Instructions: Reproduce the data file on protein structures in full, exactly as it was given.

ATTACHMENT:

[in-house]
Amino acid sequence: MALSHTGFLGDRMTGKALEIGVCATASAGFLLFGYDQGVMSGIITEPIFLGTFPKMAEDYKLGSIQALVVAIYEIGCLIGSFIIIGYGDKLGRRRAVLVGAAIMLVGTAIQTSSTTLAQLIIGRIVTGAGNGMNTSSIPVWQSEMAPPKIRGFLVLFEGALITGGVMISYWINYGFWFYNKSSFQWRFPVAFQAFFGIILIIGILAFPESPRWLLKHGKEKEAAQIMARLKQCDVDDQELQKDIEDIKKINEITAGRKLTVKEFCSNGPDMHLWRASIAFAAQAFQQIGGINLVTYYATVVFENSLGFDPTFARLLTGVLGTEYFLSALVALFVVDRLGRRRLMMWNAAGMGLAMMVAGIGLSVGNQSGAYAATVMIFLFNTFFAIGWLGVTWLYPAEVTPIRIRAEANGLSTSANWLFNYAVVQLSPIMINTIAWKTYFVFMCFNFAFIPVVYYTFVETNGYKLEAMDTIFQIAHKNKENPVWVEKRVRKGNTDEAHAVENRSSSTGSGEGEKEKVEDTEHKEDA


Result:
[in-house]
Amino acid sequence: MALSHTGFLGDRMTGKALEIGVCATASAGFLLFGYDQGVMSGIITEPIFLGTFPKMAEDYKLGSIQALVVAIYEIGCLIGSFIIIGYGDKLGRRRAVLVGAAIMLVGTAIQTSSTTLAQLIIGRIVTGAGNGMNTSSIPVWQSEMAPPKIRGFLVLFEGALITGGVMISYWINYGFWFYNKSSFQWRFPVAFQAFFGIILIIGILAFPESPRWLLKHGKEKEAAQIMARLKQCDVDDQELQKDIEDIKKINEITAGRKLTVKEFCSNGPDMHLWRASIAFAAQAFQQIGGINLVTYYATVVFENSLGFDPTFARLLTGVLGTEYFLSALVALFVVDRLGRRRLMMWNAAGMGLAMMVAGIGLSVGNQSGAYAATVMIFLFNTFFAIGWLGVTWLYPAEVTPIRIRAEANGLSTSANWLFNYAVVQLSPIMINTIAWKTYFVFMCFNFAFIPVVYYTFVETNGYKLEAMDTIFQIAHKNKENPVWVEKRVRKGNTDEAHAVENRSSSTGSGEGEKEKVEDTEHKEDA